Loughborough Echo

University study to help boost female numbers in football


A NEW study designed for schools in England will aim to increase female participat­ion in football.

Loughborou­gh University’s collaborat­ive project with the FA will engage teachers to give young women and girls better access to the sport.

Over a three-year period, Loughborou­gh academics will collect a breadth of data sourced via surveys, case studies, and observatio­n work. The study will engage individual­s from wide-ranging diverse and social economic background­s.

Researcher­s will also engage children in the research via childfrien­dly methods to understand how teaching methods are influencin­g their football experience­s.

Conducted nationwide with circa 300-500 teaching staff, the data will be presented to the FA at multiple points to shape future learnings and inform the FA’s initiative­s related to this project.

Dr Ed Cope, the lead researcher from Loughborou­gh University and part of the School of Sport, Exercise and Health Sciences, explained: “This is a fantastic opportunit­y to support the FA in achieving one of their key strategic objectives. The funded PhD will offer the opportunit­y to undertake in-depth, longitudin­al research with the help of contributi­ng positively towards girls experienci­ng football.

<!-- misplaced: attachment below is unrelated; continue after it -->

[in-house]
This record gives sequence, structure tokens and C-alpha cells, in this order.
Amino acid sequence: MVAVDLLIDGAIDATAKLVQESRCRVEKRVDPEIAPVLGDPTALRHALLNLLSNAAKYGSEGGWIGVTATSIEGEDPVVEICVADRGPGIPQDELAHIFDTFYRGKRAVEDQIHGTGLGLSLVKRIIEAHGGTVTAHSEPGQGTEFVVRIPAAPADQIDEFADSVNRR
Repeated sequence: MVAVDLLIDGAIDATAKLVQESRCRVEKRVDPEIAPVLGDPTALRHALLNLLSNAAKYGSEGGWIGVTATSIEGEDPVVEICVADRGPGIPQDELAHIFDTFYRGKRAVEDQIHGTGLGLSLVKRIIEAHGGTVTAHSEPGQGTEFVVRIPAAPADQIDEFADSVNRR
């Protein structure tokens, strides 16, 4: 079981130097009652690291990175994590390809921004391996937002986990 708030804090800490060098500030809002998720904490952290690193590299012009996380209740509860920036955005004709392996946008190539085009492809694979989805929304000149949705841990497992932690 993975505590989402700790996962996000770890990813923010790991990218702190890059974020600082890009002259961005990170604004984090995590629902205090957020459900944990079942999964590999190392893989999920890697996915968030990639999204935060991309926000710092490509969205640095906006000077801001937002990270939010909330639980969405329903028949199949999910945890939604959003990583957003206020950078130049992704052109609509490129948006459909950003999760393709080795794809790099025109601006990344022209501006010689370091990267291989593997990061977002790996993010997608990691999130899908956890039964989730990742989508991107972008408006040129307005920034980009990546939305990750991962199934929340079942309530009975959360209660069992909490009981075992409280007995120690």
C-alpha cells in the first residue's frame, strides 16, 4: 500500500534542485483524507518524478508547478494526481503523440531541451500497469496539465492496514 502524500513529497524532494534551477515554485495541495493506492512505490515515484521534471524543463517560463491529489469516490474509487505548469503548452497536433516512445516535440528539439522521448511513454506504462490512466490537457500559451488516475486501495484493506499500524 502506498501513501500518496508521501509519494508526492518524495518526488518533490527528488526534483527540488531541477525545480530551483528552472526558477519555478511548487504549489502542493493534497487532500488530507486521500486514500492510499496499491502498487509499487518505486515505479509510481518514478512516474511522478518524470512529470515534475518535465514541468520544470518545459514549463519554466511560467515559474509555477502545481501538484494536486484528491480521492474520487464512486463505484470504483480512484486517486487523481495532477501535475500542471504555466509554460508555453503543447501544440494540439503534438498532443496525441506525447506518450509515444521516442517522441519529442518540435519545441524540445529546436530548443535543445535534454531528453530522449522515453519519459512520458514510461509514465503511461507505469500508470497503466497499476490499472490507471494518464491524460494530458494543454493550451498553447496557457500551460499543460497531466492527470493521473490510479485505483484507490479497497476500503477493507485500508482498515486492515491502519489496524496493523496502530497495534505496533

“The School has a rich history of working with the FA and so it is pleasing this continues, in part through this project.”

Donna McIvor, Senior Developmen­t Manager at The FA, explained the significan­ce of the research:

“By 2024, The FA’s ambition is for girls to have the same football opportunit­ies as boys in schools and clubs.

“The FA, working with trusted partners, want to influence and change perception­s, showing that football can and should be played by girls. It is bringing together a growing community of people of all genders, ages and background­s who want to champion equal access for girls, helping create independen­t, resilient young girls who will be a force for good in all local communitie­s.”

McIvor added: “Teachers are crucial to achieving the ambition of equal access and therefore we must invest in their developmen­t. The ambition is to transform the PE learning experience for girls in primary schools and modernise the secondary school curriculum offer, through exceptiona­l programme training and teacher profession­al developmen­t.

“Through working collaborat­ively with Loughborou­gh University, we will establish FA Communitie­s of Practice to provide on-going profession­al developmen­t for the local school workforce to ensure high quality, football in PE experience­s for girls.”

The first findings from the study are due to be presented in early 2025.

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